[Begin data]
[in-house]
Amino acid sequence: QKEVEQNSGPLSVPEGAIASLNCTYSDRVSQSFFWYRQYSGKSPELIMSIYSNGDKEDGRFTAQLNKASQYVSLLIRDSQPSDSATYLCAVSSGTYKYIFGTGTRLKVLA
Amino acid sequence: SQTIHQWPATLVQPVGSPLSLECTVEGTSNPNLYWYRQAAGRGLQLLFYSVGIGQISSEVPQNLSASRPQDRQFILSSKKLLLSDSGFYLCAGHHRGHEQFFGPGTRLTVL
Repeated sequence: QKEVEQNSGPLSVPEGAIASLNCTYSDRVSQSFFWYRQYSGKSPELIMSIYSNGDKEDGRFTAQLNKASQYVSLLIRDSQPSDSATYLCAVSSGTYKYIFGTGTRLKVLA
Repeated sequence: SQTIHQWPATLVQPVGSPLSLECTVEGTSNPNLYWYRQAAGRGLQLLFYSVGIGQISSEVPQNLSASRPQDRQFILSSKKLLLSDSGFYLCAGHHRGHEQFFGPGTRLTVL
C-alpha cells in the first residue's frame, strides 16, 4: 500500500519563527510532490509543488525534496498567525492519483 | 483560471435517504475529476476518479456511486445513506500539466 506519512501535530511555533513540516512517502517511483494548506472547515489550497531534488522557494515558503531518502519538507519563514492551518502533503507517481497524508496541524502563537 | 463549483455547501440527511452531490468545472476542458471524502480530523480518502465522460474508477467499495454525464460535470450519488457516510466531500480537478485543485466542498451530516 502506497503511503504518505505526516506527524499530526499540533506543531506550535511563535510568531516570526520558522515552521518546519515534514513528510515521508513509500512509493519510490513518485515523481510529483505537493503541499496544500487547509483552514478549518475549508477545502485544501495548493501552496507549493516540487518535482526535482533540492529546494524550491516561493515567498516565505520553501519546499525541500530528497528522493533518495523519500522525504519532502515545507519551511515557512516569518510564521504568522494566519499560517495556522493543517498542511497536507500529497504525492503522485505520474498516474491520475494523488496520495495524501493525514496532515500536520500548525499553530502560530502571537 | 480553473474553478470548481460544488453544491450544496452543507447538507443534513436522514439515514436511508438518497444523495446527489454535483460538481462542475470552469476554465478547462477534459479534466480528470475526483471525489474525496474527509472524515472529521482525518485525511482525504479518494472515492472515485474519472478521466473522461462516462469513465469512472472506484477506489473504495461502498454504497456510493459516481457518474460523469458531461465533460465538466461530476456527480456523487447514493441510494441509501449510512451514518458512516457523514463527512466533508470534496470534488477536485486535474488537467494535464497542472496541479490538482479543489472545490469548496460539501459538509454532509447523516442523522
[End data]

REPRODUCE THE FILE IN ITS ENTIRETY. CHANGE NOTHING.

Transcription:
[in-house]
Amino acid sequence: QKEVEQNSGPLSVPEGAIASLNCTYSDRVSQSFFWYRQYSGKSPELIMSIYSNGDKEDGRFTAQLNKASQYVSLLIRDSQPSDSATYLCAVSSGTYKYIFGTGTRLKVLA
Amino acid sequence: SQTIHQWPATLVQPVGSPLSLECTVEGTSNPNLYWYRQAAGRGLQLLFYSVGIGQISSEVPQNLSASRPQDRQFILSSKKLLLSDSGFYLCAGHHRGHEQFFGPGTRLTVL
Repeated sequence: QKEVEQNSGPLSVPEGAIASLNCTYSDRVSQSFFWYRQYSGKSPELIMSIYSNGDKEDGRFTAQLNKASQYVSLLIRDSQPSDSATYLCAVSSGTYKYIFGTGTRLKVLA
Repeated sequence: SQTIHQWPATLVQPVGSPLSLECTVEGTSNPNLYWYRQAAGRGLQLLFYSVGIGQISSEVPQNLSASRPQDRQFILSSKKLLLSDSGFYLCAGHHRGHEQFFGPGTRLTVL
C-alpha cells in the first residue's frame, strides 16, 4: 500500500519563527510532490509543488525534496498567525492519483 | 483560471435517504475529476476518479456511486445513506500539466 506519512501535530511555533513540516512517502517511483494548506472547515489550497531534488522557494515558503531518502519538507519563514492551518502533503507517481497524508496541524502563537 | 463549483455547501440527511452531490468545472476542458471524502480530523480518502465522460474508477467499495454525464460535470450519488457516510466531500480537478485543485466542498451530516 502506497503511503504518505505526516506527524499530526499540533506543531506550535511563535510568531516570526520558522515552521518546519515534514513528510515521508513509500512509493519510490513518485515523481510529483505537493503541499496544500487547509483552514478549518475549508477545502485544501495548493501552496507549493516540487518535482526535482533540492529546494524550491516561493515567498516565505520553501519546499525541500530528497528522493533518495523519500522525504519532502515545507519551511515557512516569518510564521504568522494566519499560517495556522493543517498542511497536507500529497504525492503522485505520474498516474491520475494523488496520495495524501493525514496532515500536520500548525499553530502560530502571537 | 480553473474553478470548481460544488453544491450544496452543507447538507443534513436522514439515514436511508438518497444523495446527489454535483460538481462542475470552469476554465478547462477534459479534466480528470475526483471525489474525496474527509472524515472529521482525518485525511482525504479518494472515492472515485474519472478521466473522461462516462469513465469512472472506484477506489473504495461502498454504497456510493459516481457518474460523469458531461465533460465538466461530476456527480456523487447514493441510494441509501449510512451514518458512516457523514463527512466533508470534496470534488477536485486535474488537467494535464497542472496541479490538482479543489472545490469548496460539501459538509454532509447523516442523522